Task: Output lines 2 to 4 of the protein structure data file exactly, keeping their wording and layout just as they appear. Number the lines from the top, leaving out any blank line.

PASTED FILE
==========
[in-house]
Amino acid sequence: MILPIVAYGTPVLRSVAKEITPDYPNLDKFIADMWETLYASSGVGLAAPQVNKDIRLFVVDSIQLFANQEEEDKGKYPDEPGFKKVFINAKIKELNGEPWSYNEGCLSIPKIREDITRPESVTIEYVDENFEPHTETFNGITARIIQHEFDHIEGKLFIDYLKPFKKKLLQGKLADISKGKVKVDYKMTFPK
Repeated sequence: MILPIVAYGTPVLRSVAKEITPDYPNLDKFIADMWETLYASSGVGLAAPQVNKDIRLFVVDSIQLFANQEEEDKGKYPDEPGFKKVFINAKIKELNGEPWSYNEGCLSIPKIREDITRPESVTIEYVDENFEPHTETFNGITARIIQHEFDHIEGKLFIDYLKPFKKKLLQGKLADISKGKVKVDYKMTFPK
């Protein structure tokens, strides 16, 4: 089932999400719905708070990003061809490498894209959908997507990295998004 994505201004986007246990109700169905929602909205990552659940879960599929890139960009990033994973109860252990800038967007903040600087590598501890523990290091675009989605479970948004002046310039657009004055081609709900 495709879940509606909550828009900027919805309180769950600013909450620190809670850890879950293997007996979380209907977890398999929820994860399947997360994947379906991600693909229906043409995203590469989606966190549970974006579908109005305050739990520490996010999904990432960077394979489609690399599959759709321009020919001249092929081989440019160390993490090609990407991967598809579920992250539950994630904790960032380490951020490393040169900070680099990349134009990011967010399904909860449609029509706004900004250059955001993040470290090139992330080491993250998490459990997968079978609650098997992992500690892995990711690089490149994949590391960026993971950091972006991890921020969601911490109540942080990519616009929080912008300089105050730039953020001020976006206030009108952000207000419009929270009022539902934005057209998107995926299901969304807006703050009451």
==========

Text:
Amino acid sequence: MILPIVAYGTPVLRSVAKEITPDYPNLDKFIADMWETLYASSGVGLAAPQVNKDIRLFVVDSIQLFANQEEEDKGKYPDEPGFKKVFINAKIKELNGEPWSYNEGCLSIPKIREDITRPESVTIEYVDENFEPHTETFNGITARIIQHEFDHIEGKLFIDYLKPFKKKLLQGKLADISKGKVKVDYKMTFPK
Repeated sequence: MILPIVAYGTPVLRSVAKEITPDYPNLDKFIADMWETLYASSGVGLAAPQVNKDIRLFVVDSIQLFANQEEEDKGKYPDEPGFKKVFINAKIKELNGEPWSYNEGCLSIPKIREDITRPESVTIEYVDENFEPHTETFNGITARIIQHEFDHIEGKLFIDYLKPFKKKLLQGKLADISKGKVKVDYKMTFPK
């Protein structure tokens, strides 16, 4: 089932999400719905708070990003061809490498894209959908997507990295998004 994505201004986007246990109700169905929602909205990552659940879960599929890139960009990033994973109860252990800038967007903040600087590598501890523990290091675009989605479970948004002046310039657009004055081609709900 495709879940509606909550828009900027919805309180769950600013909450620190809670850890879950293997007996979380209907977890398999929820994860399947997360994947379906991600693909229906043409995203590469989606966190549970974006579908109005305050739990520490996010999904990432960077394979489609690399599959759709321009020919001249092929081989440019160390993490090609990407991967598809579920992250539950994630904790960032380490951020490393040169900070680099990349134009990011967010399904909860449609029509706004900004250059955001993040470290090139992330080491993250998490459990997968079978609650098997992992500690892995990711690089490149994949590391960026993971950091972006991890921020969601911490109540942080990519616009929080912008300089105050730039953020001020976006206030009108952000207000419009929270009022539902934005057209998107995926299901969304807006703050009451």